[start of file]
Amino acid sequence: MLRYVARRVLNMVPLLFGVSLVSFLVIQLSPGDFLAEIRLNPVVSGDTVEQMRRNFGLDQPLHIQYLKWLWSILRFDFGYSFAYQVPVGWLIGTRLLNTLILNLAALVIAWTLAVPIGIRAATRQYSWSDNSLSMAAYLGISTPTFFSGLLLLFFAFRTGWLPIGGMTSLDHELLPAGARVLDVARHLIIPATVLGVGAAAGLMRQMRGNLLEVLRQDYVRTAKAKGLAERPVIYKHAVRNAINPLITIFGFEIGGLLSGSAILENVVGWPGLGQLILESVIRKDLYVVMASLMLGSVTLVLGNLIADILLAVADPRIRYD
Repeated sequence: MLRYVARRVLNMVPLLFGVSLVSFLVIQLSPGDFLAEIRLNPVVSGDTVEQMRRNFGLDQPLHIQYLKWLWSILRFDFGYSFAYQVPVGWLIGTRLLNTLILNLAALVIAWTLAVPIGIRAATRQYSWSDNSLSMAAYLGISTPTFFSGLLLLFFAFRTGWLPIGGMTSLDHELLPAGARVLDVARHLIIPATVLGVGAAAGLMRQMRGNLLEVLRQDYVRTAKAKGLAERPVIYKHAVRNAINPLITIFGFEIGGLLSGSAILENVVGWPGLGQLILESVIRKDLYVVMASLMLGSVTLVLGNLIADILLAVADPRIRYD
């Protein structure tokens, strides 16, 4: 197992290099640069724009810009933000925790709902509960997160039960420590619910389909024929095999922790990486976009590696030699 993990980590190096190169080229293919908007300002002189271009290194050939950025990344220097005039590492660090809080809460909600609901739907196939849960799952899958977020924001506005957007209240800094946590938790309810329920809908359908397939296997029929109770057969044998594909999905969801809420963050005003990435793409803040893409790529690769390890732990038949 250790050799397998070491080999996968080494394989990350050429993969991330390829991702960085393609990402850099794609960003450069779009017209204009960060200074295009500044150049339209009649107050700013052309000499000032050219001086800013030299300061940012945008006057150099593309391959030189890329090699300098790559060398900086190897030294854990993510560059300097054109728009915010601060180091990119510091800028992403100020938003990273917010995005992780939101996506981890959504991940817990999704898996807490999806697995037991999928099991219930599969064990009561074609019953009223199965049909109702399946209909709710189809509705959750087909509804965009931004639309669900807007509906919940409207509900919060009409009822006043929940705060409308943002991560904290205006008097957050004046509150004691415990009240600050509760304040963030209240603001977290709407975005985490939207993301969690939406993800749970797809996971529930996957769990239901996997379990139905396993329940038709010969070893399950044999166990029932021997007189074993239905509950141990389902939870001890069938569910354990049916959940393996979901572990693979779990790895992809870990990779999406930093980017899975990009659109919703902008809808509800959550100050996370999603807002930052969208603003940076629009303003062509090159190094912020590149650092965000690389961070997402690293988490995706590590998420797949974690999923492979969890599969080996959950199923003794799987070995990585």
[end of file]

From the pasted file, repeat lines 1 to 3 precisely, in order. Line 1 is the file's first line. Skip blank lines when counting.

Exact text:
Amino acid sequence: MLRYVARRVLNMVPLLFGVSLVSFLVIQLSPGDFLAEIRLNPVVSGDTVEQMRRNFGLDQPLHIQYLKWLWSILRFDFGYSFAYQVPVGWLIGTRLLNTLILNLAALVIAWTLAVPIGIRAATRQYSWSDNSLSMAAYLGISTPTFFSGLLLLFFAFRTGWLPIGGMTSLDHELLPAGARVLDVARHLIIPATVLGVGAAAGLMRQMRGNLLEVLRQDYVRTAKAKGLAERPVIYKHAVRNAINPLITIFGFEIGGLLSGSAILENVVGWPGLGQLILESVIRKDLYVVMASLMLGSVTLVLGNLIADILLAVADPRIRYD
Repeated sequence: MLRYVARRVLNMVPLLFGVSLVSFLVIQLSPGDFLAEIRLNPVVSGDTVEQMRRNFGLDQPLHIQYLKWLWSILRFDFGYSFAYQVPVGWLIGTRLLNTLILNLAALVIAWTLAVPIGIRAATRQYSWSDNSLSMAAYLGISTPTFFSGLLLLFFAFRTGWLPIGGMTSLDHELLPAGARVLDVARHLIIPATVLGVGAAAGLMRQMRGNLLEVLRQDYVRTAKAKGLAERPVIYKHAVRNAINPLITIFGFEIGGLLSGSAILENVVGWPGLGQLILESVIRKDLYVVMASLMLGSVTLVLGNLIADILLAVADPRIRYD
């Protein structure tokens, strides 16, 4: 197992290099640069724009810009933000925790709902509960997160039960420590619910389909024929095999922790990486976009590696030699 993990980590190096190169080229293919908007300002002189271009290194050939950025990344220097005039590492660090809080809460909600609901739907196939849960799952899958977020924001506005957007209240800094946590938790309810329920809908359908397939296997029929109770057969044998594909999905969801809420963050005003990435793409803040893409790529690769390890732990038949 250790050799397998070491080999996968080494394989990350050429993969991330390829991702960085393609990402850099794609960003450069779009017209204009960060200074295009500044150049339209009649107050700013052309000499000032050219001086800013030299300061940012945008006057150099593309391959030189890329090699300098790559060398900086190897030294854990993510560059300097054109728009915010601060180091990119510091800028992403100020938003990273917010995005992780939101996506981890959504991940817990999704898996807490999806697995037991999928099991219930599969064990009561074609019953009223199965049909109702399946209909709710189809509705959750087909509804965009931004639309669900807007509906919940409207509900919060009409009822006043929940705060409308943002991560904290205006008097957050004046509150004691415990009240600050509760304040963030209240603001977290709407975005985490939207993301969690939406993800749970797809996971529930996957769990239901996997379990139905396993329940038709010969070893399950044999166990029932021997007189074993239905509950141990389902939870001890069938569910354990049916959940393996979901572990693979779990790895992809870990990779999406930093980017899975990009659109919703902008809808509800959550100050996370999603807002930052969208603003940076629009303003062509090159190094912020590149650092965000690389961070997402690293988490995706590590998420797949974690999923492979969890599969080996959950199923003794799987070995990585």